Wednesday, 18 July 2012


"More than the great majority of his soul-soaked Stax contemporaires, Isaac Hayes adjusted admirably to the disco onslaught of the mid-1970s. That should have come as a surprise to no one, since the keyboardist's monumentally influential soundtrack to the 1971 film Shaft had played a mammoth role in the genre's invention. Isaac's funk-drenched rhythms, expertly spiced with wah-wah guitar and loose hi-hat, and the lush symphonic soul backdrops that rendered his megasexy bottomless croon irresistible to a legion of swooning female fans, were now being borrowed on a daily basis by countless producers, too often in far less imaginative ways. But as the disco era exploded, Hayes was no longer working his soul-steeped magic at Stax. In 1974, he estabilished hiw own recording studio on Chelsea Avenue in his hometown of Memphis, christening it Hot Buttered Soul in tribute to the groundbreaking album that has made Isaac an instant R&B luminary half a decade earlier. When Stax couldn't come up with enormous royalties he was due later that year, Black Moses confidently stroke away from the company where he had flourished for so long. Hayes estabilished his own record label, also baptized Hot Buttered Soul, affiliating it with ABC Records and getting right back down to creative business."

Bill Dahl, November 2008
[from the liner notes of "Juicy Fruit (Disco Freak)" CD re-issue]

In the waning days of 1975 Isaac Hayes had cause to feel satisfied. His first album on his own Hot Buttered Soul label, "Chocolate Chip", had been released in May and had stormed its way to the top of the R&B charts while also breaking through into the Pop Top 20.

Two singles from the album, "Chocolate Chip" and "Come Live With Me", had proven to be bonafide R&B hits. To his everlasting relief, Hayes was once again on a roll.

Scarcely twelve months earlier the man dubbed "Black Moses" had his back against the wall with the fate of his career hanging in the balance. Alongside James Brown, Hayes had been the preeminent star of black popular music in the first half of the 1970. His seminal recordings for the Stax Records subsidiary, Enterprise, had accomplished the unprecedented feat of simultaneously charting R&B, Pop, Jazz and Easy Listening.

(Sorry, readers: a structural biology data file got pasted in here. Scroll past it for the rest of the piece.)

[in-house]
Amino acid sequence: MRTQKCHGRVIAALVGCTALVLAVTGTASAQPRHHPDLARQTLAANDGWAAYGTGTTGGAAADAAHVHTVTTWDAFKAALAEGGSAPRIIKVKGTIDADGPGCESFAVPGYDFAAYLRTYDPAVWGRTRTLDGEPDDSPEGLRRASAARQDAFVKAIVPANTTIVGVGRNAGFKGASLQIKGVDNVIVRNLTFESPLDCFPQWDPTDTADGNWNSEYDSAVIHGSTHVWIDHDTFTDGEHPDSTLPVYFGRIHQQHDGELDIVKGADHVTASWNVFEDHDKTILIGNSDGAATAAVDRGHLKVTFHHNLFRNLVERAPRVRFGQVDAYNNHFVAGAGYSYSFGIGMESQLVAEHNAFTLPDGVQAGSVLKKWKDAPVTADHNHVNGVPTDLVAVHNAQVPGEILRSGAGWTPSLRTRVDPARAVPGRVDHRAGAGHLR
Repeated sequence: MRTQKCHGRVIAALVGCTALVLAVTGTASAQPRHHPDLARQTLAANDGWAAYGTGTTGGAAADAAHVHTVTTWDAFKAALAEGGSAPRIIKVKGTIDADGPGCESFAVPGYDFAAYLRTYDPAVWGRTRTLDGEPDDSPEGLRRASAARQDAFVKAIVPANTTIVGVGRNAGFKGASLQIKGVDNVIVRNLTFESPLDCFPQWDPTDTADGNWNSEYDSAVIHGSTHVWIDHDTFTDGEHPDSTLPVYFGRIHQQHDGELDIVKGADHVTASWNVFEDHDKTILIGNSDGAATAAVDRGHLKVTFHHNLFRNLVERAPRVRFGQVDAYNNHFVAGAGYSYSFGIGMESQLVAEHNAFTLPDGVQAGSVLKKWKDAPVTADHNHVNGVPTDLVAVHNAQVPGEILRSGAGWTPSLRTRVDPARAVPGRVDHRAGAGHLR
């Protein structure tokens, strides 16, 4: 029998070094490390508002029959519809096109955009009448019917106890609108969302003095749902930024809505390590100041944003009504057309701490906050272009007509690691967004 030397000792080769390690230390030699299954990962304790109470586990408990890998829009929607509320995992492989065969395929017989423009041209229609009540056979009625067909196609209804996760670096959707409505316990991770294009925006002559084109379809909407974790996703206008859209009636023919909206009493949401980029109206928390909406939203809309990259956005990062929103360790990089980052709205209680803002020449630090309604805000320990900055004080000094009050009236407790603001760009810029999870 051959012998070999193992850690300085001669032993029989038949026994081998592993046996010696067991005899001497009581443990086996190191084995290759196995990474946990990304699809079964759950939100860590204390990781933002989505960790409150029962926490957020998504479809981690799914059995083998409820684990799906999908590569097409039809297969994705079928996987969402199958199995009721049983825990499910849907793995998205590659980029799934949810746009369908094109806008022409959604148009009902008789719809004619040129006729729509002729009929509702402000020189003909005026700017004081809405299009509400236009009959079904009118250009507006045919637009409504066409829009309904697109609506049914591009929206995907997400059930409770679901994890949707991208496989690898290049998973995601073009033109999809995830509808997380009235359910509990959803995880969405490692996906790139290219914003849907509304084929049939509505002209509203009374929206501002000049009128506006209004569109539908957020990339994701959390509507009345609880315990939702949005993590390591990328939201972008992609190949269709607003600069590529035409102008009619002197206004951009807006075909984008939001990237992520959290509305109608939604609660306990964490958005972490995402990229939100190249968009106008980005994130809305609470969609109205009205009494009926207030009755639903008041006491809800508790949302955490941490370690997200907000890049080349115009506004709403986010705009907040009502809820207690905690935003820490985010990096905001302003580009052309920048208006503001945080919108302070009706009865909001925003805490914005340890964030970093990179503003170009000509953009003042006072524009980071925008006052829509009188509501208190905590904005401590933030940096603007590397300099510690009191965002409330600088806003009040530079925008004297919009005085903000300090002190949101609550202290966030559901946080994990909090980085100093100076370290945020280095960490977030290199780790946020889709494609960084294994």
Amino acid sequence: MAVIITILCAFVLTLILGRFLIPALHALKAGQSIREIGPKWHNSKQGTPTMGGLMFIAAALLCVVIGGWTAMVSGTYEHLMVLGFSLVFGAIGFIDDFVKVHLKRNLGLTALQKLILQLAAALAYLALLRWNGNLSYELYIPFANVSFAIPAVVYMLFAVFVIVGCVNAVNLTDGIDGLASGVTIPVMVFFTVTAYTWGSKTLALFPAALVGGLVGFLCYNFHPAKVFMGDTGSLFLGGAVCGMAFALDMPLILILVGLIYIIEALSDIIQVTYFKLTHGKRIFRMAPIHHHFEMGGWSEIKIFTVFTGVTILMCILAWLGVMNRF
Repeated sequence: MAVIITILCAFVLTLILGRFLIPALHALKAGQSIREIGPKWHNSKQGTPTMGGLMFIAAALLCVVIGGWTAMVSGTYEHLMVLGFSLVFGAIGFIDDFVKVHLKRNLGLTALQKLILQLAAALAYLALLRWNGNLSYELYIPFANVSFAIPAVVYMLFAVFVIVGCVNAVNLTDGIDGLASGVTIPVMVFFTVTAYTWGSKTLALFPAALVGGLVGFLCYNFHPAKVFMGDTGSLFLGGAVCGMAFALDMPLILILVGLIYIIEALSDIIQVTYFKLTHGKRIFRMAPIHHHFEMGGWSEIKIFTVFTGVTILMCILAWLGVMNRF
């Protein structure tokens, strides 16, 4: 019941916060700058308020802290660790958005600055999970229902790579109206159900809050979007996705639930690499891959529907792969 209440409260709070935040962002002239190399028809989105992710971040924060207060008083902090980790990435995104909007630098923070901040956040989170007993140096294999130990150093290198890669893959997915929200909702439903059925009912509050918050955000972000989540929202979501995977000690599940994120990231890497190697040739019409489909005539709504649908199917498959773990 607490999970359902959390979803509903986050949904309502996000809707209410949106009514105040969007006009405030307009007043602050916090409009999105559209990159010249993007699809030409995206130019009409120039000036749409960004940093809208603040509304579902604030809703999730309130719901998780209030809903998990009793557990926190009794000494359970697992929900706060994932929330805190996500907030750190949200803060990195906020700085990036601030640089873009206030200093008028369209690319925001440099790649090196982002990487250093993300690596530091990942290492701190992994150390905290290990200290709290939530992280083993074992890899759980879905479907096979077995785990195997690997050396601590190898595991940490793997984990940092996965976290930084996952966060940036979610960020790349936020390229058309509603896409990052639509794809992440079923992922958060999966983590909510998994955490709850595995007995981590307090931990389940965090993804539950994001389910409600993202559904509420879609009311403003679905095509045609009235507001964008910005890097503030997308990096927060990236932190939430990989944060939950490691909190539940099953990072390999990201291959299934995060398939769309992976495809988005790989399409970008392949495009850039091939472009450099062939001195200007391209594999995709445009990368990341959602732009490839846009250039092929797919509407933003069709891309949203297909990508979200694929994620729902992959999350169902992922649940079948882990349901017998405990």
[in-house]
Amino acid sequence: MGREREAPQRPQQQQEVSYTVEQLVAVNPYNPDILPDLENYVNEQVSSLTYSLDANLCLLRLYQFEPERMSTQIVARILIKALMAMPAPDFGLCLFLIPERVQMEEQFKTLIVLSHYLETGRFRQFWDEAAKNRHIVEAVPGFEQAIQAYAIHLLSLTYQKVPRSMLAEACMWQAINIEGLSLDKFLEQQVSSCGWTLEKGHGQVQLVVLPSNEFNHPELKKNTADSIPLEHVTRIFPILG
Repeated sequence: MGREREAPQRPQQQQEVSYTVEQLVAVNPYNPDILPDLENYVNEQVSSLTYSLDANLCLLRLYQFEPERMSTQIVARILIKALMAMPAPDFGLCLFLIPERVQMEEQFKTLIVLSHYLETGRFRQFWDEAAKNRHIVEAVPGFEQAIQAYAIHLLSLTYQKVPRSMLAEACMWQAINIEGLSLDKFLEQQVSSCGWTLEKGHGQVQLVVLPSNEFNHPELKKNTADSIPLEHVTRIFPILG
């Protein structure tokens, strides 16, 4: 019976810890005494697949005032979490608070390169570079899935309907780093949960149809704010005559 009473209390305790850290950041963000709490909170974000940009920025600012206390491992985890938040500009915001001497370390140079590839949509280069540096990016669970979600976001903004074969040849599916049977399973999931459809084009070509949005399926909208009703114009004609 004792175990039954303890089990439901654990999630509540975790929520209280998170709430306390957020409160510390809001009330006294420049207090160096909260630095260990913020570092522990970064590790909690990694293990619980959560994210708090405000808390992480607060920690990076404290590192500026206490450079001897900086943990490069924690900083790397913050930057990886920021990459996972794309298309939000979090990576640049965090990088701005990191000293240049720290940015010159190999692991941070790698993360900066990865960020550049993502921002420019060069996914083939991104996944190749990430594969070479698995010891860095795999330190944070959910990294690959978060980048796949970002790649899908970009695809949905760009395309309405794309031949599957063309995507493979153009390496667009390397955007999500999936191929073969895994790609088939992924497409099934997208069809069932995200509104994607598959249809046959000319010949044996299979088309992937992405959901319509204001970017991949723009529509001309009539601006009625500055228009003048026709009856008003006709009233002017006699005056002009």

In the process Hayes demonstrated unequivocally that, if allowed enough freedom in the studio, black artists could create albums that would sell in significant quantities.

Hayes's success challenged the prevailing wisdom within the industry which held that the black populace could neither afford nor support the higher-priced album format. The monster sales figures of albums such as "Hot Buttered Soul", "...To Be Continued" and "The Isaac Hayes Movement" led to a complete transformation of the political economy of black popular music, paving the way for classic album-lenght statements by the likes of Stevie Wonder, Marvin Gaye, Curtis Mayfield and Funkadelic.

With "Shaft" Hayes had also pioneered the black soundtrack, while his recordings at large had pointed the way toward new possibilities for orchestration; fused elements of Soul, Jazz, Pop, Rock and Classical; introduced the concept of the spoken monologue; and had served to once again bring smooth, silky baritone voices into vogue.

At the midpoint in the decade things could have been all roses for Hayes, but unfortunately, the good ship Stax ran into financial troubles in 1973 and Hayes's career, alongside those of a number of his labelmates, suffered accordingly.

By late summer 1974, with his records selling in ever smaller numbers, he was forced to sue Stax for his release due to the company's inability to pay him the funds mandated in his contract. With Stax owing him thousand of dollars, Hayes found himself in a precarious financial situation of his own. Flush with success, he had spent much of 1973 and 1974 expanding his empire, buying his own studio, starting his own label, and concomitantly expanding his payroll.

By the time the spring of 1975 rolled around, Hayes hadn't had a real hit album in a year and a half, and his only steady source of income stemmed from live concerts and biannual songwriter royalties. At times it appeared that more cash was going out than coming in. The welcome success of "Chocolate Chip" allowed Hayes room to breathe.

Recorded in the second half of 1975, the completely instrumental "Disco Connection" LP was released in December the same year. Althought Isaac was credited with writing all the tracks, the album was issued under the moniker Isaac Hayes Movement.

Here's how Hayes himself remembered his working method in the liner notes of the "Groove-a-Thon" CD re-issue in 2002; that album was virtually recorded at the same time of "Disco Connection", and released just a few months later in spring 1976: